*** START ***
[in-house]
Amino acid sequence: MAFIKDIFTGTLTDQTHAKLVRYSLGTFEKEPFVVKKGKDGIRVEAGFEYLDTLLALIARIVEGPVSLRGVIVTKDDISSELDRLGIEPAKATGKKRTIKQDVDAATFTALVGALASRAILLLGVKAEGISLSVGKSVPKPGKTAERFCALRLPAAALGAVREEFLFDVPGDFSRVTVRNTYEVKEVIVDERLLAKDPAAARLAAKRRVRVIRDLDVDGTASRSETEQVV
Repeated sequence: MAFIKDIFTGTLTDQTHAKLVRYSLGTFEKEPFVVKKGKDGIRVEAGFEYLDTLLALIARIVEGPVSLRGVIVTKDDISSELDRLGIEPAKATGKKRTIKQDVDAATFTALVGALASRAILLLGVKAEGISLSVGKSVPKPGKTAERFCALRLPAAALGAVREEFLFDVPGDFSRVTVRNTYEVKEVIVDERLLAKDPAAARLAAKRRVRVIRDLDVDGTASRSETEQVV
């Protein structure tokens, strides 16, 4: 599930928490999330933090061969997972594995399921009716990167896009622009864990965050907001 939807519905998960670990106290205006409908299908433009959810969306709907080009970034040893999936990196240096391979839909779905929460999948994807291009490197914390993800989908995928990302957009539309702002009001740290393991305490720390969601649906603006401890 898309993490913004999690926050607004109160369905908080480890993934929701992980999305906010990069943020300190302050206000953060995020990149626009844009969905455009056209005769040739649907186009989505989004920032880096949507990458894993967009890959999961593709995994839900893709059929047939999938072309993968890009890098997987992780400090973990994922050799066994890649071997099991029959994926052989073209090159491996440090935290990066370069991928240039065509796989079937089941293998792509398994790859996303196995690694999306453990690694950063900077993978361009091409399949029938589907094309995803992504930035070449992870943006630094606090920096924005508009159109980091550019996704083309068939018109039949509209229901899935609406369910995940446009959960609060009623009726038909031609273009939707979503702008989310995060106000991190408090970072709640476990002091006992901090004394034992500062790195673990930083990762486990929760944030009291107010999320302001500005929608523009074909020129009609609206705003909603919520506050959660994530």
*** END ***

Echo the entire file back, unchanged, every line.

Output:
[in-house]
Amino acid sequence: MAFIKDIFTGTLTDQTHAKLVRYSLGTFEKEPFVVKKGKDGIRVEAGFEYLDTLLALIARIVEGPVSLRGVIVTKDDISSELDRLGIEPAKATGKKRTIKQDVDAATFTALVGALASRAILLLGVKAEGISLSVGKSVPKPGKTAERFCALRLPAAALGAVREEFLFDVPGDFSRVTVRNTYEVKEVIVDERLLAKDPAAARLAAKRRVRVIRDLDVDGTASRSETEQVV
Repeated sequence: MAFIKDIFTGTLTDQTHAKLVRYSLGTFEKEPFVVKKGKDGIRVEAGFEYLDTLLALIARIVEGPVSLRGVIVTKDDISSELDRLGIEPAKATGKKRTIKQDVDAATFTALVGALASRAILLLGVKAEGISLSVGKSVPKPGKTAERFCALRLPAAALGAVREEFLFDVPGDFSRVTVRNTYEVKEVIVDERLLAKDPAAARLAAKRRVRVIRDLDVDGTASRSETEQVV
């Protein structure tokens, strides 16, 4: 599930928490999330933090061969997972594995399921009716990167896009622009864990965050907001 939807519905998960670990106290205006409908299908433009959810969306709907080009970034040893999936990196240096391979839909779905929460999948994807291009490197914390993800989908995928990302957009539309702002009001740290393991305490720390969601649906603006401890 898309993490913004999690926050607004109160369905908080480890993934929701992980999305906010990069943020300190302050206000953060995020990149626009844009969905455009056209005769040739649907186009989505989004920032880096949507990458894993967009890959999961593709995994839900893709059929047939999938072309993968890009890098997987992780400090973990994922050799066994890649071997099991029959994926052989073209090159491996440090935290990066370069991928240039065509796989079937089941293998792509398994790859996303196995690694999306453990690694950063900077993978361009091409399949029938589907094309995803992504930035070449992870943006630094606090920096924005508009159109980091550019996704083309068939018109039949509209229901899935609406369910995940446009959960609060009623009726038909031609273009939707979503702008989310995060106000991190408090970072709640476990002091006992901090004394034992500062790195673990930083990762486990929760944030009291107010999320302001500005929608523009074909020129009609609206705003909603919520506050959660994530």